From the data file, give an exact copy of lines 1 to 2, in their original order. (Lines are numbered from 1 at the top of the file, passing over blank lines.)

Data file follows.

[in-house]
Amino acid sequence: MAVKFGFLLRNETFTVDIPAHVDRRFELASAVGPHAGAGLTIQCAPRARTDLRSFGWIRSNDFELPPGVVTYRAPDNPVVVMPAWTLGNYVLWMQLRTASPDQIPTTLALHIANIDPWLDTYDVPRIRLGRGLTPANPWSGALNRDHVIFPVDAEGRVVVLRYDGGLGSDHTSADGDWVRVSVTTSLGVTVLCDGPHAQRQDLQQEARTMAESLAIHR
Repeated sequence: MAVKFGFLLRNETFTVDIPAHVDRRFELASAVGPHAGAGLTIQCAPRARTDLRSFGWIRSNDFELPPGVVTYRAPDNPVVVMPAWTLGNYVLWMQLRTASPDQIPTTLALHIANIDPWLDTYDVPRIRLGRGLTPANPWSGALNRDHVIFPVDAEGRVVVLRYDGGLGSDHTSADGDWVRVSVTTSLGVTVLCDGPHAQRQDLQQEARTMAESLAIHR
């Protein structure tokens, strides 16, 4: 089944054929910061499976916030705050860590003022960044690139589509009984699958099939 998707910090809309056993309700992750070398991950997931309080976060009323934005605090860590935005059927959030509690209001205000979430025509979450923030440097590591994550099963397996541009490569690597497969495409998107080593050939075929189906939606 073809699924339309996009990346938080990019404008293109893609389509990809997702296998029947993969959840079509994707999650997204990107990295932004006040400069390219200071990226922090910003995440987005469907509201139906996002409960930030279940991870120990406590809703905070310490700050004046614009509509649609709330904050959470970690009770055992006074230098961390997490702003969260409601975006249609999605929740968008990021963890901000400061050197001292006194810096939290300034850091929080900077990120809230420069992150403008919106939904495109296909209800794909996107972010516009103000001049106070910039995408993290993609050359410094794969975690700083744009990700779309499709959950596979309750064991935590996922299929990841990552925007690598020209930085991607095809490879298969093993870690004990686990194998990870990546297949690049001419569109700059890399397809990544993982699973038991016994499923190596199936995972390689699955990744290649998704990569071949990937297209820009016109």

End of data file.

[in-house]
Amino acid sequence: MAVKFGFLLRNETFTVDIPAHVDRRFELASAVGPHAGAGLTIQCAPRARTDLRSFGWIRSNDFELPPGVVTYRAPDNPVVVMPAWTLGNYVLWMQLRTASPDQIPTTLALHIANIDPWLDTYDVPRIRLGRGLTPANPWSGALNRDHVIFPVDAEGRVVVLRYDGGLGSDHTSADGDWVRVSVTTSLGVTVLCDGPHAQRQDLQQEARTMAESLAIHR